Converse like a Boss: Ask Fewer Questions

Uncle Drew schooling a young blood
I am the Lebron James of nursing home conversation. Elderly people don't intimidate me, I intimidate them. When I swagger into the foyer of a skilled nursing facility, 90-year old women with walkers quake from paralyzing fear (or arthritis). They know what is coming next: talk smack-down. The grizzled love to sharing their lives with me. They tell stories non-stop and we laugh and cry together. I am the magician of geriatric confabulation, the Gandalf of gabbing with the gray, and the vicar of venerable vulnerability.  

Two weeks ago in Missouri, I went to two nursing homes with Asian Christian kids. Those young bloods did great. This post is not for them. It's for the adults who are still making young blood mistakes. We're taught to ask questions. Questions are good. They are the dribbling and passing of conversational skills. They are foundational. If you don't know how to talk to someone, asking questions is essential. And asking good, non-generic questions is even better.

Get buckets: But as NBA legend Bill Russell advises Uncle Drew, the game will always be about one thing: buckets. If you want to elevate your conversation game, you need to score the rock. 

Buckets in interpersonal communication translates into empathy, personal disclosure, and observational insight. This is the fuel of human connection. If you simply fire questions at another person, it feels like an interrogation. These conversations tend to be one-sided, awkward, and brief. It's not so much a dance but a forced march. 

Say something interesting: In the nursing home and on the court, you read the defense and take what they give you. As my friend Walt, a seasoned nursing home conversationalist, advises, speak LOUD and slow to seniors. Tread carefully around family questions because relatives might be estranged, dying, or dead. Rather, ask about a person's past as an older person has a treasure trove of memories. Move from general to specific.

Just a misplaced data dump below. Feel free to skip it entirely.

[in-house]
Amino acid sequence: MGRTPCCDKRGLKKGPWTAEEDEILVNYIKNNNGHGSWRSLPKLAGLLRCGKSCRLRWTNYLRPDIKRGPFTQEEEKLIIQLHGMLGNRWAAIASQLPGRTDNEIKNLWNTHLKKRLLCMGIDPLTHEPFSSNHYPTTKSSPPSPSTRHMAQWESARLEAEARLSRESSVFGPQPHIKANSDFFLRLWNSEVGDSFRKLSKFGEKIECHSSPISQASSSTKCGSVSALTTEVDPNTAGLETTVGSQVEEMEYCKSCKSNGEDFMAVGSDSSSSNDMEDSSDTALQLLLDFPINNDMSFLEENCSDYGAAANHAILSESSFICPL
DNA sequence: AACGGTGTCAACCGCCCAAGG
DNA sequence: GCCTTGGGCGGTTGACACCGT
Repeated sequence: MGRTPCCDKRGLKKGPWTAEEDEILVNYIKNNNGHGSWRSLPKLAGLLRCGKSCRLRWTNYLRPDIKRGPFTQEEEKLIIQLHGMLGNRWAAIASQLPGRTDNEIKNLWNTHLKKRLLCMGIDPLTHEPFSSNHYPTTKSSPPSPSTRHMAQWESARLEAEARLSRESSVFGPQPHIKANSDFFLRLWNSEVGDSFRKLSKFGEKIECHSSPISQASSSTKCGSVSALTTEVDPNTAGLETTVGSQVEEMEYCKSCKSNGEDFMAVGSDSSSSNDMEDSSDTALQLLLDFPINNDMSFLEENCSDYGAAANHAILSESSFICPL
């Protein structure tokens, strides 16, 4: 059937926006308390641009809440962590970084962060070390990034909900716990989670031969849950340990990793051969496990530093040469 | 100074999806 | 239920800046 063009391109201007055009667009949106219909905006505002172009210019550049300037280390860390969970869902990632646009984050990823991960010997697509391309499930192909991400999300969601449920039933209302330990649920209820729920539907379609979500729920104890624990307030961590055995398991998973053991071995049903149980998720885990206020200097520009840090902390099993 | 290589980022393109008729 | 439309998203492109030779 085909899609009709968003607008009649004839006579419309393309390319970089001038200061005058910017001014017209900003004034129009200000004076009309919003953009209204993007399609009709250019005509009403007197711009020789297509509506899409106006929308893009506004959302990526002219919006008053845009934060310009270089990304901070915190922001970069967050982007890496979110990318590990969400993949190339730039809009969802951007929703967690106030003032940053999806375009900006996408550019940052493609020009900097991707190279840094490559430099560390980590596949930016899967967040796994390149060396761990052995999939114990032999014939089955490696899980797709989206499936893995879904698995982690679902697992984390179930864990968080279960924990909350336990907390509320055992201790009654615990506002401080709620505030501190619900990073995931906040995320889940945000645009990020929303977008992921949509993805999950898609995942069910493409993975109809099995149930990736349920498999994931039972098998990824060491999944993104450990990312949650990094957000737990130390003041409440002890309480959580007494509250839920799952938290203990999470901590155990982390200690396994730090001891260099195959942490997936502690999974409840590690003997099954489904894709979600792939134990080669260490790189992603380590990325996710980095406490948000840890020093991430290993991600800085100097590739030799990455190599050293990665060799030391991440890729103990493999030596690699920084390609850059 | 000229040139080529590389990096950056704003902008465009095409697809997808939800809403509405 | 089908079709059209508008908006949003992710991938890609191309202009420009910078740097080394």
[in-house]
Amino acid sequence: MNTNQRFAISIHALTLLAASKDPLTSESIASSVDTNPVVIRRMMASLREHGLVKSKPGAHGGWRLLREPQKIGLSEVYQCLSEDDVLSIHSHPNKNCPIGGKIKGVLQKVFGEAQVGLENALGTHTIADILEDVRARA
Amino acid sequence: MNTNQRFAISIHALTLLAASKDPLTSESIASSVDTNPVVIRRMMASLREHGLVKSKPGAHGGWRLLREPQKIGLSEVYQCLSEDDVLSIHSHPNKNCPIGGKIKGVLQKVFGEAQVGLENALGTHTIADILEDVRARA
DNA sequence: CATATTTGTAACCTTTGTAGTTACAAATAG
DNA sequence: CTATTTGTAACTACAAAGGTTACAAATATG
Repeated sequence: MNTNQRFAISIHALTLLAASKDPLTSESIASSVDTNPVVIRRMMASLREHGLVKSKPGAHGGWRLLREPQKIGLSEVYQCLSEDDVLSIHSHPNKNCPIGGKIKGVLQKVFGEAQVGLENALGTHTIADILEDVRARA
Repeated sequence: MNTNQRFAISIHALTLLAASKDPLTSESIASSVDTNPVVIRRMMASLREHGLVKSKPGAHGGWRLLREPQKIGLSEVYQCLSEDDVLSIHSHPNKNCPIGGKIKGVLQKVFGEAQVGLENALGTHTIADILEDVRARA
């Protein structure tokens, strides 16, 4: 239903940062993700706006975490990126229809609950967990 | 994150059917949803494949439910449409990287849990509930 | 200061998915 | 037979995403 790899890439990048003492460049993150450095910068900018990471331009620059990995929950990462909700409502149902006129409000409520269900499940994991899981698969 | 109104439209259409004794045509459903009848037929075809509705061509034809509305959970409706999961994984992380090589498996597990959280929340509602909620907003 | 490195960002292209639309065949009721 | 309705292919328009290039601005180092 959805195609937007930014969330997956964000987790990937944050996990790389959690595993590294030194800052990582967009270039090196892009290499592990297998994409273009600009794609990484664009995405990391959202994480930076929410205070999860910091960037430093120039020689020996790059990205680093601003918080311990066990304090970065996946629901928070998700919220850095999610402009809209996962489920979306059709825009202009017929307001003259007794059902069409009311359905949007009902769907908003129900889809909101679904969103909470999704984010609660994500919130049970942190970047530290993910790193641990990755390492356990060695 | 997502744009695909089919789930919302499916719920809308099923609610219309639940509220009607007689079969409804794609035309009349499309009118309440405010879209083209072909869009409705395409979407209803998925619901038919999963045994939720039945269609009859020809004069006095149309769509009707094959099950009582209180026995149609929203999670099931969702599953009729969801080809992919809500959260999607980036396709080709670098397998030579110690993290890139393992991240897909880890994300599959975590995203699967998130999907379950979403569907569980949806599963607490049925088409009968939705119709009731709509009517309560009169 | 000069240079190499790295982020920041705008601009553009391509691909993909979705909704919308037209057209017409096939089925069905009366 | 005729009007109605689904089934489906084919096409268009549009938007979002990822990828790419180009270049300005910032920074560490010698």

After you ask question, listen to the answer and formulate a response that, at minimum, demonstrates you were listening. Aim to say something thought-provoking: an observation about context, a brief personal experience that connects with what the person has been through, or offer a suggestion of what it must have felt like to be in their shoes. Volunteer something about yourself. After all, a relationship is reciprocal - if you ask someone a personal question, you can, in turn, offer something about yourself.

I posted up Howard Rizor, an 85-year old man who's been married for six years (married at 79!). He was reluctant to talk to me at first. I asked him about his work history. I could barely understand the guy so I moved closer. Physical proximity is important as conversation, like basketball, is a contact sport. He mumbled something about driving a truck for ten years. I have never driven a truck but I know about sharing the road with trucks so I said:
Something that bothers me which I'm sure you've experienced is when I see a truck is on the highway and there's a big gap between it and the next car ahead of it because a truck is so much heavier and you need way more stopping distance. And cars will see the big gap and cut in front of the truck so they have no room to stop. I've seen this happen to trucks and they have to slam on the brakes and burn rubber because they need more room. It must drive you crazy when cars do this. (I neglected to mention I sometimes do this myself - the gap is so tantalizing.